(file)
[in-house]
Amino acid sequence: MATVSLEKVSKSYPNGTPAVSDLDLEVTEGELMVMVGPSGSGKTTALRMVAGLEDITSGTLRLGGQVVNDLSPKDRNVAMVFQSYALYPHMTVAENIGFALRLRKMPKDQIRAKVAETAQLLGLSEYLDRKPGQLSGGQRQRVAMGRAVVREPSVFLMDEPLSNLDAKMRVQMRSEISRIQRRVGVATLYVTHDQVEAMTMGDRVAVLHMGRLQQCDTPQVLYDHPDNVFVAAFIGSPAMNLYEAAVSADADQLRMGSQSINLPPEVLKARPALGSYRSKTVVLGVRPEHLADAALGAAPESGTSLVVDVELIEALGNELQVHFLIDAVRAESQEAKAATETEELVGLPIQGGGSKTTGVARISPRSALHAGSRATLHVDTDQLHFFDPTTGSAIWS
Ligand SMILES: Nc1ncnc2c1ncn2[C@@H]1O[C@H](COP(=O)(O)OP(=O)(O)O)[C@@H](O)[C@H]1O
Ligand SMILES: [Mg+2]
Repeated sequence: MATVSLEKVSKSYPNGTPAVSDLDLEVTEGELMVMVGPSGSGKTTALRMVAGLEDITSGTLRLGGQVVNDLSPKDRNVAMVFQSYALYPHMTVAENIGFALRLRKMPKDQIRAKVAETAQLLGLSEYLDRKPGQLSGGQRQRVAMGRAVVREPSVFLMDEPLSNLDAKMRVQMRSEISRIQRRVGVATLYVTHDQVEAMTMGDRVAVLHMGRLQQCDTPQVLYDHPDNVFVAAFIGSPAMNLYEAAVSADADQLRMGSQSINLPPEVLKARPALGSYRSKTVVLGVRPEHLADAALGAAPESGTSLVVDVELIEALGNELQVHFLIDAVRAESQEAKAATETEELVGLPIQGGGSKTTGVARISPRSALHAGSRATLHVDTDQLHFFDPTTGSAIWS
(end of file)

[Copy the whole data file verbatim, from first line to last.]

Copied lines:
[in-house]
Amino acid sequence: MATVSLEKVSKSYPNGTPAVSDLDLEVTEGELMVMVGPSGSGKTTALRMVAGLEDITSGTLRLGGQVVNDLSPKDRNVAMVFQSYALYPHMTVAENIGFALRLRKMPKDQIRAKVAETAQLLGLSEYLDRKPGQLSGGQRQRVAMGRAVVREPSVFLMDEPLSNLDAKMRVQMRSEISRIQRRVGVATLYVTHDQVEAMTMGDRVAVLHMGRLQQCDTPQVLYDHPDNVFVAAFIGSPAMNLYEAAVSADADQLRMGSQSINLPPEVLKARPALGSYRSKTVVLGVRPEHLADAALGAAPESGTSLVVDVELIEALGNELQVHFLIDAVRAESQEAKAATETEELVGLPIQGGGSKTTGVARISPRSALHAGSRATLHVDTDQLHFFDPTTGSAIWS
Ligand SMILES: Nc1ncnc2c1ncn2[C@@H]1O[C@H](COP(=O)(O)OP(=O)(O)O)[C@@H](O)[C@H]1O
Ligand SMILES: [Mg+2]
Repeated sequence: MATVSLEKVSKSYPNGTPAVSDLDLEVTEGELMVMVGPSGSGKTTALRMVAGLEDITSGTLRLGGQVVNDLSPKDRNVAMVFQSYALYPHMTVAENIGFALRLRKMPKDQIRAKVAETAQLLGLSEYLDRKPGQLSGGQRQRVAMGRAVVREPSVFLMDEPLSNLDAKMRVQMRSEISRIQRRVGVATLYVTHDQVEAMTMGDRVAVLHMGRLQQCDTPQVLYDHPDNVFVAAFIGSPAMNLYEAAVSADADQLRMGSQSINLPPEVLKARPALGSYRSKTVVLGVRPEHLADAALGAAPESGTSLVVDVELIEALGNELQVHFLIDAVRAESQEAKAATETEELVGLPIQGGGSKTTGVARISPRSALHAGSRATLHVDTDQLHFFDPTTGSAIWS